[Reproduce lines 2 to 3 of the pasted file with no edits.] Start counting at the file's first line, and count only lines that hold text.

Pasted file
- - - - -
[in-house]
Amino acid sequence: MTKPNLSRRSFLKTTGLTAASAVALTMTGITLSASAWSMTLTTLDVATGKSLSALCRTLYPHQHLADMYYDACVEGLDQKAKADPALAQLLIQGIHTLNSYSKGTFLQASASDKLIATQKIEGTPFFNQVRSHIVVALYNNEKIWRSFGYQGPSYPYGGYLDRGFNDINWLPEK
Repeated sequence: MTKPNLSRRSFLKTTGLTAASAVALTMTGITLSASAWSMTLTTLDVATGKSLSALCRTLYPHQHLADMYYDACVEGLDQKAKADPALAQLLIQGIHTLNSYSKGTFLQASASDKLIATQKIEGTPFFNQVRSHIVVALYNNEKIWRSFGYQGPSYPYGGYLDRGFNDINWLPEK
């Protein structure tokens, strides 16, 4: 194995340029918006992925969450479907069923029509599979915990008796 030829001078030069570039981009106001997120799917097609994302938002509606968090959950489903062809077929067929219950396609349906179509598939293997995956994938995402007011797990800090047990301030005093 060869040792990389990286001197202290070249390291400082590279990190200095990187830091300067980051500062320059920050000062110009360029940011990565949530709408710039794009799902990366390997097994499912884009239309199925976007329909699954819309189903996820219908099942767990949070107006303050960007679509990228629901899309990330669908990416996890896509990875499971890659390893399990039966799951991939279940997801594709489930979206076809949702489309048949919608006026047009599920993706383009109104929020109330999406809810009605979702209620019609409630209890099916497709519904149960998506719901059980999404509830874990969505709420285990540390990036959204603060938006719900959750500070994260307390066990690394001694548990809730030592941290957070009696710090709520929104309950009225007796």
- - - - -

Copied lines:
Amino acid sequence: MTKPNLSRRSFLKTTGLTAASAVALTMTGITLSASAWSMTLTTLDVATGKSLSALCRTLYPHQHLADMYYDACVEGLDQKAKADPALAQLLIQGIHTLNSYSKGTFLQASASDKLIATQKIEGTPFFNQVRSHIVVALYNNEKIWRSFGYQGPSYPYGGYLDRGFNDINWLPEK
Repeated sequence: MTKPNLSRRSFLKTTGLTAASAVALTMTGITLSASAWSMTLTTLDVATGKSLSALCRTLYPHQHLADMYYDACVEGLDQKAKADPALAQLLIQGIHTLNSYSKGTFLQASASDKLIATQKIEGTPFFNQVRSHIVVALYNNEKIWRSFGYQGPSYPYGGYLDRGFNDINWLPEK